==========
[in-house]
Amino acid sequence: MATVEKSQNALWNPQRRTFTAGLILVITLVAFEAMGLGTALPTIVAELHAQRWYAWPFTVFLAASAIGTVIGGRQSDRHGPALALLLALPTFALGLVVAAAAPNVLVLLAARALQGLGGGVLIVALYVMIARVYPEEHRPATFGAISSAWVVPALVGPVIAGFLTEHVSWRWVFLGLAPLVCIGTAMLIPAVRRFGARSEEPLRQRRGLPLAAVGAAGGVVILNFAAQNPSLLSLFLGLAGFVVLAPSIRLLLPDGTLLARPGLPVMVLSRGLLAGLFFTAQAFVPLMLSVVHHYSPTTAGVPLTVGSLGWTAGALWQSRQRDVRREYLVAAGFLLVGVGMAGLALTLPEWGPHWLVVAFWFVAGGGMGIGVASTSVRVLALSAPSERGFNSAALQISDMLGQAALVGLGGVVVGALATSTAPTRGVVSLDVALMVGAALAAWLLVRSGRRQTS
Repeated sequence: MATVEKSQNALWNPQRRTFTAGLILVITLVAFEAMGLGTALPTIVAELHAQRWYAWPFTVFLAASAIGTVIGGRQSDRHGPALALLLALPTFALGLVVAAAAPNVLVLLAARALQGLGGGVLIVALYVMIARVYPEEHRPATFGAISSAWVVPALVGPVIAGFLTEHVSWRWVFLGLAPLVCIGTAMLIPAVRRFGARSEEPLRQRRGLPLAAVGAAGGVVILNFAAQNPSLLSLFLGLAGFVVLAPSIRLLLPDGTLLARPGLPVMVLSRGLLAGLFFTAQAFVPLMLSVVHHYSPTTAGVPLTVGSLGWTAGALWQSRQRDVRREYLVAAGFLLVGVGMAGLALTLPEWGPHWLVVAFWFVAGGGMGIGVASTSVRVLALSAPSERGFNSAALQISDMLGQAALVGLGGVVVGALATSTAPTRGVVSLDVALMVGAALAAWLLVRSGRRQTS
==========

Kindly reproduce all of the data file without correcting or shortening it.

[in-house]
Amino acid sequence: MATVEKSQNALWNPQRRTFTAGLILVITLVAFEAMGLGTALPTIVAELHAQRWYAWPFTVFLAASAIGTVIGGRQSDRHGPALALLLALPTFALGLVVAAAAPNVLVLLAARALQGLGGGVLIVALYVMIARVYPEEHRPATFGAISSAWVVPALVGPVIAGFLTEHVSWRWVFLGLAPLVCIGTAMLIPAVRRFGARSEEPLRQRRGLPLAAVGAAGGVVILNFAAQNPSLLSLFLGLAGFVVLAPSIRLLLPDGTLLARPGLPVMVLSRGLLAGLFFTAQAFVPLMLSVVHHYSPTTAGVPLTVGSLGWTAGALWQSRQRDVRREYLVAAGFLLVGVGMAGLALTLPEWGPHWLVVAFWFVAGGGMGIGVASTSVRVLALSAPSERGFNSAALQISDMLGQAALVGLGGVVVGALATSTAPTRGVVSLDVALMVGAALAAWLLVRSGRRQTS
Repeated sequence: MATVEKSQNALWNPQRRTFTAGLILVITLVAFEAMGLGTALPTIVAELHAQRWYAWPFTVFLAASAIGTVIGGRQSDRHGPALALLLALPTFALGLVVAAAAPNVLVLLAARALQGLGGGVLIVALYVMIARVYPEEHRPATFGAISSAWVVPALVGPVIAGFLTEHVSWRWVFLGLAPLVCIGTAMLIPAVRRFGARSEEPLRQRRGLPLAAVGAAGGVVILNFAAQNPSLLSLFLGLAGFVVLAPSIRLLLPDGTLLARPGLPVMVLSRGLLAGLFFTAQAFVPLMLSVVHHYSPTTAGVPLTVGSLGWTAGALWQSRQRDVRREYLVAAGFLLVGVGMAGLALTLPEWGPHWLVVAFWFVAGGGMGIGVASTSVRVLALSAPSERGFNSAALQISDMLGQAALVGLGGVVVGALATSTAPTRGVVSLDVALMVGAALAAWLLVRSGRRQTS